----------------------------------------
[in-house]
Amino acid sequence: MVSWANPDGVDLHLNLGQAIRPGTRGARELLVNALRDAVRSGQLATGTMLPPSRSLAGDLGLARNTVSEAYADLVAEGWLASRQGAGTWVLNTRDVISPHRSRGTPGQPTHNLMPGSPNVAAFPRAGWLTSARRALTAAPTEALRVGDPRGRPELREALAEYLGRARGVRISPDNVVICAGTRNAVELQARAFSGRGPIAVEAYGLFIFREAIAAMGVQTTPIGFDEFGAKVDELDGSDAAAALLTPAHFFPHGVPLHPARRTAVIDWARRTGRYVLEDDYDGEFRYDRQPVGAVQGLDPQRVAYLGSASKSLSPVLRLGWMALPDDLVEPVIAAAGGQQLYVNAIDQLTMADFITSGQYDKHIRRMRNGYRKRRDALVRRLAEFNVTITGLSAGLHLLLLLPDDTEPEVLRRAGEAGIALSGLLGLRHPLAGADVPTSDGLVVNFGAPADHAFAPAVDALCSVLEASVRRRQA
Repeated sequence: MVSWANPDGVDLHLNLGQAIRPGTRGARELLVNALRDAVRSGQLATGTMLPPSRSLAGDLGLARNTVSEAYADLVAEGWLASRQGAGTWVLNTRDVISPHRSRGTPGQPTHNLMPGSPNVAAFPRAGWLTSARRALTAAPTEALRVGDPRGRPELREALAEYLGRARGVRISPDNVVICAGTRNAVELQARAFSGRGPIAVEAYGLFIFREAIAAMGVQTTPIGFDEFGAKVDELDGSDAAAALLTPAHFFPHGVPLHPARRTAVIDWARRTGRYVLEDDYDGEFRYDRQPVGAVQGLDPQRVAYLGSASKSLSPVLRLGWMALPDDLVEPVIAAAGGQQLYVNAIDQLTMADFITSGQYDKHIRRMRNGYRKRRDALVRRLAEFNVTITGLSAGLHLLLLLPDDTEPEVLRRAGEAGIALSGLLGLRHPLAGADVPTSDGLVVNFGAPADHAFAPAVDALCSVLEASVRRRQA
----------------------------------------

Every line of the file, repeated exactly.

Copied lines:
[in-house]
Amino acid sequence: MVSWANPDGVDLHLNLGQAIRPGTRGARELLVNALRDAVRSGQLATGTMLPPSRSLAGDLGLARNTVSEAYADLVAEGWLASRQGAGTWVLNTRDVISPHRSRGTPGQPTHNLMPGSPNVAAFPRAGWLTSARRALTAAPTEALRVGDPRGRPELREALAEYLGRARGVRISPDNVVICAGTRNAVELQARAFSGRGPIAVEAYGLFIFREAIAAMGVQTTPIGFDEFGAKVDELDGSDAAAALLTPAHFFPHGVPLHPARRTAVIDWARRTGRYVLEDDYDGEFRYDRQPVGAVQGLDPQRVAYLGSASKSLSPVLRLGWMALPDDLVEPVIAAAGGQQLYVNAIDQLTMADFITSGQYDKHIRRMRNGYRKRRDALVRRLAEFNVTITGLSAGLHLLLLLPDDTEPEVLRRAGEAGIALSGLLGLRHPLAGADVPTSDGLVVNFGAPADHAFAPAVDALCSVLEASVRRRQA
Repeated sequence: MVSWANPDGVDLHLNLGQAIRPGTRGARELLVNALRDAVRSGQLATGTMLPPSRSLAGDLGLARNTVSEAYADLVAEGWLASRQGAGTWVLNTRDVISPHRSRGTPGQPTHNLMPGSPNVAAFPRAGWLTSARRALTAAPTEALRVGDPRGRPELREALAEYLGRARGVRISPDNVVICAGTRNAVELQARAFSGRGPIAVEAYGLFIFREAIAAMGVQTTPIGFDEFGAKVDELDGSDAAAALLTPAHFFPHGVPLHPARRTAVIDWARRTGRYVLEDDYDGEFRYDRQPVGAVQGLDPQRVAYLGSASKSLSPVLRLGWMALPDDLVEPVIAAAGGQQLYVNAIDQLTMADFITSGQYDKHIRRMRNGYRKRRDALVRRLAEFNVTITGLSAGLHLLLLLPDDTEPEVLRRAGEAGIALSGLLGLRHPLAGADVPTSDGLVVNFGAPADHAFAPAVDALCSVLEASVRRRQA